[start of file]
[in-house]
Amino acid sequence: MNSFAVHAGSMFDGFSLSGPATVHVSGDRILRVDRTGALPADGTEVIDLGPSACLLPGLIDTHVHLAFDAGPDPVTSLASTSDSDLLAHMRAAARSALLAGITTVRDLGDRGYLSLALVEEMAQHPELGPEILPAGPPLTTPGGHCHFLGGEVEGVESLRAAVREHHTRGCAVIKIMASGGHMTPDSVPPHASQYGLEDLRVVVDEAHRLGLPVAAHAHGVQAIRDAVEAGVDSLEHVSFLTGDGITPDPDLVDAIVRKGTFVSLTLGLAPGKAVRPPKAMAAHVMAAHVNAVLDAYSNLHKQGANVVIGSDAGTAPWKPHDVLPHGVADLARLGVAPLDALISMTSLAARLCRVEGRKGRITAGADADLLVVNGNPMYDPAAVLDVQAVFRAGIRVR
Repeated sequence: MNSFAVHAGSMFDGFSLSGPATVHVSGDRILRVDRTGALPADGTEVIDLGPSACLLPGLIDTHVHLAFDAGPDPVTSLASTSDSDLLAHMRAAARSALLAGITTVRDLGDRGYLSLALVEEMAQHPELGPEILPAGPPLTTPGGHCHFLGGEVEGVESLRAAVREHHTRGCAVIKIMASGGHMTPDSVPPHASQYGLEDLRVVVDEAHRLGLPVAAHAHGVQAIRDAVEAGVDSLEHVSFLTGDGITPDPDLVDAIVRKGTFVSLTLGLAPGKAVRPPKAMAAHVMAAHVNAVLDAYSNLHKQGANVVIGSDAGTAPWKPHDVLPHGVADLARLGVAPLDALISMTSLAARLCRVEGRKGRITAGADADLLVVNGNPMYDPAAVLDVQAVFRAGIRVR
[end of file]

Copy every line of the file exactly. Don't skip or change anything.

[in-house]
Amino acid sequence: MNSFAVHAGSMFDGFSLSGPATVHVSGDRILRVDRTGALPADGTEVIDLGPSACLLPGLIDTHVHLAFDAGPDPVTSLASTSDSDLLAHMRAAARSALLAGITTVRDLGDRGYLSLALVEEMAQHPELGPEILPAGPPLTTPGGHCHFLGGEVEGVESLRAAVREHHTRGCAVIKIMASGGHMTPDSVPPHASQYGLEDLRVVVDEAHRLGLPVAAHAHGVQAIRDAVEAGVDSLEHVSFLTGDGITPDPDLVDAIVRKGTFVSLTLGLAPGKAVRPPKAMAAHVMAAHVNAVLDAYSNLHKQGANVVIGSDAGTAPWKPHDVLPHGVADLARLGVAPLDALISMTSLAARLCRVEGRKGRITAGADADLLVVNGNPMYDPAAVLDVQAVFRAGIRVR
Repeated sequence: MNSFAVHAGSMFDGFSLSGPATVHVSGDRILRVDRTGALPADGTEVIDLGPSACLLPGLIDTHVHLAFDAGPDPVTSLASTSDSDLLAHMRAAARSALLAGITTVRDLGDRGYLSLALVEEMAQHPELGPEILPAGPPLTTPGGHCHFLGGEVEGVESLRAAVREHHTRGCAVIKIMASGGHMTPDSVPPHASQYGLEDLRVVVDEAHRLGLPVAAHAHGVQAIRDAVEAGVDSLEHVSFLTGDGITPDPDLVDAIVRKGTFVSLTLGLAPGKAVRPPKAMAAHVMAAHVNAVLDAYSNLHKQGANVVIGSDAGTAPWKPHDVLPHGVADLARLGVAPLDALISMTSLAARLCRVEGRKGRITAGADADLLVVNGNPMYDPAAVLDVQAVFRAGIRVR